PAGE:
Health, Exercise, and Sports Sciences ETDs


Edward Rhudy

Publication Date



This study compared the effectiveness of the small-group method and command method of teaching a physical education activity course, including a comparison of the behaviors of students in small-group classes and command classes.

The study was conducted utilizing 79 male and female subjects enrolled in four beginning swimming classes at The University of New Mexico during the Spring semester of 1974.

The study employed both empirical and descriptive research methodologies. The empirical study consisted of measuring changes in seven dependent variables: (1) attitude toward the physical activity, (2) attitude toward the instructor of the course, (3) self-esteem, (4) personal- self, (5) physical-self, (6) social-self, and (7) skill acquisition.

The instrument used to measure personal-self, physical-self, social-self, and self-esteem was the Tennessee Self Concept Scale, as developed by Fitts. It was administered following a pretest/posttest procedure. The instrument used to measure students' attitudes toward the physical activity and the instructor of the course was the "Students' Reaction to Instruction and Courses, 2nd Edition," as developed by Hoyt and Owens. It was administered following a posttest only procedure. Skill acquisition was measured by the individual instructor of each course and the researcher. The swimming skills measured were the front crawl, the back crawl, elementary backstroke, sidestroke, and breaststroke.

The seven hypotheses were tested using two analyses of variance and four analyses of covariance. The design of each test was a 4 x 1 with the type I error rate set at .05.

No significant differences were found with any of the statistical tests. It was found that students' attitudes toward beginning swimming and the instructor of the course were the same regardless of whether students were in classes where the small-group method or the command method of teaching was used. It was also found that students' self-esteem, personal-self, physical-self, and social-self remained unchanged regardless of whether they were in classes where the small-group method or the command method of teaching was used.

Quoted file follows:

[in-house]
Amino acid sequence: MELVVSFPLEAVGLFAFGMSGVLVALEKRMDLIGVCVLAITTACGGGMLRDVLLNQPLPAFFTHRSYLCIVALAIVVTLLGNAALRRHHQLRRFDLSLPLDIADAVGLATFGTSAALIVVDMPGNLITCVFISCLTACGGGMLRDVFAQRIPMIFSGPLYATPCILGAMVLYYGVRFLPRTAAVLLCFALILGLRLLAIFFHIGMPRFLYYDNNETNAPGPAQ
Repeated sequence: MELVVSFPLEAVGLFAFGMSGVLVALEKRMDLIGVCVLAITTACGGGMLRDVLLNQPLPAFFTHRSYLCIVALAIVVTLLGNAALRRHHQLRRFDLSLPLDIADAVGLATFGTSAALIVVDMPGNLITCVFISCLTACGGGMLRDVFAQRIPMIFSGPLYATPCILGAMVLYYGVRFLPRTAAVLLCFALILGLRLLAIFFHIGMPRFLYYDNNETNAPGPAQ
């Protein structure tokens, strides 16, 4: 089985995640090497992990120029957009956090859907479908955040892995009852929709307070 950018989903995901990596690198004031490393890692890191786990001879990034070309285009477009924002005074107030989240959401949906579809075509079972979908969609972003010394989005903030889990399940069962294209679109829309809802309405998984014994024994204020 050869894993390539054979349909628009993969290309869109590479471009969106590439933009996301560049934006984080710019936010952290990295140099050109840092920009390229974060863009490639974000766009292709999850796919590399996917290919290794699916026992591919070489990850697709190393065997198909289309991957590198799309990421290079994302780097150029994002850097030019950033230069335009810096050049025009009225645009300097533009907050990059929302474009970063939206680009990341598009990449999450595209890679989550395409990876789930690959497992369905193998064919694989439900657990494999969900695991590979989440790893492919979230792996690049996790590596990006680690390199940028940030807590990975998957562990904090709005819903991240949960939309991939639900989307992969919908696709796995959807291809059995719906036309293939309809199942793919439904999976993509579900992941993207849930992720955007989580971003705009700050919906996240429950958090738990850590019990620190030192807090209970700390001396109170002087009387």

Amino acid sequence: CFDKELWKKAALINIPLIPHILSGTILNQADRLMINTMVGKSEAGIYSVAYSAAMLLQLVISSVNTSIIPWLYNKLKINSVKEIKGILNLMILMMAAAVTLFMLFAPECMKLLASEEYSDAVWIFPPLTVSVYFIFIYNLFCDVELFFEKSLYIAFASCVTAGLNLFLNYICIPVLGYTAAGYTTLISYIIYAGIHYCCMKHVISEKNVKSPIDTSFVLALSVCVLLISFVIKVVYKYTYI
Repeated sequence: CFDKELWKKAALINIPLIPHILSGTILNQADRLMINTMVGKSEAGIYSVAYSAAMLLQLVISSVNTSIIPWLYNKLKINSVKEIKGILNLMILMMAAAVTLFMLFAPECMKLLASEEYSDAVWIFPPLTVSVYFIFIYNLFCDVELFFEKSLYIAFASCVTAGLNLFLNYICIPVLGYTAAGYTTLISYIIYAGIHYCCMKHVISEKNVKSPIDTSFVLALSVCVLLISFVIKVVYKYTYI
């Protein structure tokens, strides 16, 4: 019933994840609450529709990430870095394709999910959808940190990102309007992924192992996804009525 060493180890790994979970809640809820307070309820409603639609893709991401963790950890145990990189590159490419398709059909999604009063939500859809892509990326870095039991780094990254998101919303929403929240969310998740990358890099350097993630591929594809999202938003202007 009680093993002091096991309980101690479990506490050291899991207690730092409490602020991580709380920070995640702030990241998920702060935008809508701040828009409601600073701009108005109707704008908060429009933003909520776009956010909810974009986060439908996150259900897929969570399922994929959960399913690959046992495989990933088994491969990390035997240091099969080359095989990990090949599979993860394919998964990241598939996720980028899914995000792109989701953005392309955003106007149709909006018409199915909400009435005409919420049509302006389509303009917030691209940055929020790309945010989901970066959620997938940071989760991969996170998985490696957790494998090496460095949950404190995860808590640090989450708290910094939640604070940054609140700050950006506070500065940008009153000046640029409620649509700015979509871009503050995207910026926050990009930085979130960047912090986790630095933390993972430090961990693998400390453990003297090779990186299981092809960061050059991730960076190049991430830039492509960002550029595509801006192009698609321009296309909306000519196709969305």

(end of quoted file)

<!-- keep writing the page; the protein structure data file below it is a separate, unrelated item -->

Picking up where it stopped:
Results also indicated that students' self-concept, which included the personal-self, physical-self, social-self, and self-esteem, was not subject to manipulation by different methods of teaching.

The descriptive research consisted of approximately 10 observations of each class. The purposes of these observations were to insure that the instructors followed the assigned method of teaching, to develop small-group instructional strategies, and to compare the behaviors of students in the small-group and command classes. Results indicated that it was necessary for an instructor to understand, accept, and be comfortable with the premises embodied in the rationale for small-group methods of teaching, that there are no major differences between using small-group methods in a "content" course and a physical education activity course, and that, although class time must be allowed for students to become acquainted, it was not necessary for students to study group dynamics for small-group methods of teaching to be used effectively.

The results of this study indicate that a teacher can manipulate the classroom climate so as to produce certain behaviors from students, and the method of teaching used in a physical education activity class does not necessarily affect several measures of self-concept. However, the student behaviors in response to the two teaching methods do differ along predicted dimensions.

Document Type




Degree Name

Physical Education, Sports and Exercise Science

Level of Degree


Department Name

Health, Exercise, and Sports Sciences

First Committee Member (Chair)

Lawrence B. Rosenfeld

Second Committee Member

Armond H. Seidler

Third Committee Member

Kenneth Lersten

Fourth Committee Member

John Gustafson